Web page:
Motivation: The completion of human and mouse genome sequences provides a valuable resource for decoding other mammalian genomes. The comparative mapping by annotation and sequence similarity (COMPASS) strategy takes advantage of the resource and has been used in several genome-mapping projects. It uses existing comparative genome maps based on conserved regions to predict map locations of a sequence. An automated multiple-species COMPASS tool can facilitate in the genome sequencing effort and comparative genomics study of other mammalian species. Results: The prerequisite of COMPASS is a comparative map table between the reference genome and the predicting genome. We have built and collected comparative maps among five species including human, cattle, pig, mouse and rat. Cattle-human and pig-human comparative maps were built based on the positions of orthologous markers and the conserved synteny groups between human and cattle and human and pig genomes, respectively. Mouse-human and rat-human comparative maps were based on the conserved sequence segments between the two genomes. With a match to human genome sequences, the approximate location of a query sequence can be predicted in cattle, pig, mouse and rat genomes based on the position of the match relatively to the orthologous markers or the conserved segments.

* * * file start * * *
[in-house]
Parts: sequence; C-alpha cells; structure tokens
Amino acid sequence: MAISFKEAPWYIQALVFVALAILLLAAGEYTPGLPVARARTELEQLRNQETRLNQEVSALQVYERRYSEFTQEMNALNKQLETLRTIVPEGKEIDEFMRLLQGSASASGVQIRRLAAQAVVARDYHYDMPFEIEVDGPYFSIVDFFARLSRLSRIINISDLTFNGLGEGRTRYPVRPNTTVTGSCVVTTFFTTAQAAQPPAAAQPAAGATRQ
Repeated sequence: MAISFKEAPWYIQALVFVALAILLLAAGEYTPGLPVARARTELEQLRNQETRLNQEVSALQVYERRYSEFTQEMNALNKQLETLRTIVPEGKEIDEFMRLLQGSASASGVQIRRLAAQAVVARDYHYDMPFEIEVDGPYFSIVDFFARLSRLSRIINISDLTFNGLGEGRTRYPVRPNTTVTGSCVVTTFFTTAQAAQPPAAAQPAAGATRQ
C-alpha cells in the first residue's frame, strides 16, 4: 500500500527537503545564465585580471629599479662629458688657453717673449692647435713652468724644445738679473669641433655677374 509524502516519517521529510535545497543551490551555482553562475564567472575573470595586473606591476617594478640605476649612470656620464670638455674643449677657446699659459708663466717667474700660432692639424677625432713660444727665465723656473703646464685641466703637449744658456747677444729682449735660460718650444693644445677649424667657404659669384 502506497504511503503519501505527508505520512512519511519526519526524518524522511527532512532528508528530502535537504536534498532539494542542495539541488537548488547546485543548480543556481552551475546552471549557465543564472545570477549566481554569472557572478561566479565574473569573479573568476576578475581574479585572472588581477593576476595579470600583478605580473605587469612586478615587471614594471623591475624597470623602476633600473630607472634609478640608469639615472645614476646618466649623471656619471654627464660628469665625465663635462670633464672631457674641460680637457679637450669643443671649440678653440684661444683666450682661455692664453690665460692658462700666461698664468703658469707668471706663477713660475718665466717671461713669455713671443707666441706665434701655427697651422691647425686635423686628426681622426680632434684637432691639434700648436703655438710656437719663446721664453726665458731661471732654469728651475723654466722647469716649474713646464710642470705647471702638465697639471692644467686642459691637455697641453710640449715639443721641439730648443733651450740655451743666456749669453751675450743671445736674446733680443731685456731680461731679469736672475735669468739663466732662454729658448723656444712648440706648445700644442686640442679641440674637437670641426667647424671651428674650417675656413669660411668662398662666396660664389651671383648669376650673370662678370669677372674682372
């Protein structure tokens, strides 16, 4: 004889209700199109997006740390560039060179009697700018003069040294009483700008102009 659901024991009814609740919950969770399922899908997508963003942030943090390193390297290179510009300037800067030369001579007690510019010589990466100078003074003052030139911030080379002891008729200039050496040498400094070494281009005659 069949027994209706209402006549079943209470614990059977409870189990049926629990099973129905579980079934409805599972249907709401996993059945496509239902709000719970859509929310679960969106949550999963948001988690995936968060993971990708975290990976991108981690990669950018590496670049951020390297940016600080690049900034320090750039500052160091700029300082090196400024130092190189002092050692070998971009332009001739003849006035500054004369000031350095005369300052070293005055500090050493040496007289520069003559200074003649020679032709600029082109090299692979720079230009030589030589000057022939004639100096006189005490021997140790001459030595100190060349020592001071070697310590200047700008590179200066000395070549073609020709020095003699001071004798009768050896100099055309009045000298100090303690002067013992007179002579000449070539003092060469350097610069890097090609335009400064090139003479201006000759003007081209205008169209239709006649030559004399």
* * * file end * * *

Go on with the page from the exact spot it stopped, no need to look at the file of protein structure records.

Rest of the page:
ASJC Scopus subject areas
- Statistics and Probability
- Molecular Biology
- Computer Science Applications
- Computational Theory and Mathematics
- Computational Mathematics